6. PAR
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    PAR Yacht Designer/Builder

    Bert, welding wire (copper of course) isn't the best to employ. Solid core is the best, but prone to fatigue, so a heavy gauge triple twist is preferred and there are application specific versions of this type of wire, which uses much larger strands, than conventional wire and a whole lot more then welding wire.

    Other then conductivity with an alloy spar as the conductor (which generally sucks compared to a dedicated copper wire), the main issue is you'll be rigless after a strike. There's going to be rigging tangs and attachments that will literally blow off the mast, which kind of defeats the general idea of protection.

    Aluminum usually will vaporize in a good strike, along it's length someplace (typically at hard bends and attachment clamps), so the hit will arc and now you're back to square one.
     
  7. CDK
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    CDK retired engineer

    Wise words jonr !
    The rise time in a lighting hit is unimaginably short. Even massive solid copper conductors cannot channel a discharge unless the path is completely straight. A 90 degrees bend behaves like a quarter turn of a coil and may cause the discharge to take a shortcut rather than follow the conductor.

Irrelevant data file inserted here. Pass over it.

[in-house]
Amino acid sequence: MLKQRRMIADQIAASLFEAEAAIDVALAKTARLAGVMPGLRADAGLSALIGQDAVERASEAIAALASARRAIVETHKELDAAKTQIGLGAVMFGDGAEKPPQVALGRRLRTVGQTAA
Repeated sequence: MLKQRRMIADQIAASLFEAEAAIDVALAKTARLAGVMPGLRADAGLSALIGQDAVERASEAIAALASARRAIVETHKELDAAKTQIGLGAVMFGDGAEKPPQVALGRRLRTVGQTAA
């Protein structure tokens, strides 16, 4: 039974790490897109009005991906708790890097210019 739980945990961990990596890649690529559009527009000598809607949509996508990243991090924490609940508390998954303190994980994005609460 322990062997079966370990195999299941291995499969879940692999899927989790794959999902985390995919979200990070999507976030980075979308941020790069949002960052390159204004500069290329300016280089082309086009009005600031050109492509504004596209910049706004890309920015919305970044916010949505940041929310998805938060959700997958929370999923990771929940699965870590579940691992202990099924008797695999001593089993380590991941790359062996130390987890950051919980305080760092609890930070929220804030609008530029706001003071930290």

Also, the often mentioned Faraday cage is highly overrated. If you think you have made a safe shelter against lightning, switch your cell phone on and check the signal level: anything above zero means the cage can be penetrated.
    Total protection can only be obtained well below the surface or in an armored vehicle like a tank.
     
  8. powerabout
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    powerabout Senior Member

    we need to mention to our non English speakers that many of the words that we use around boats are not English hence the strange spellings.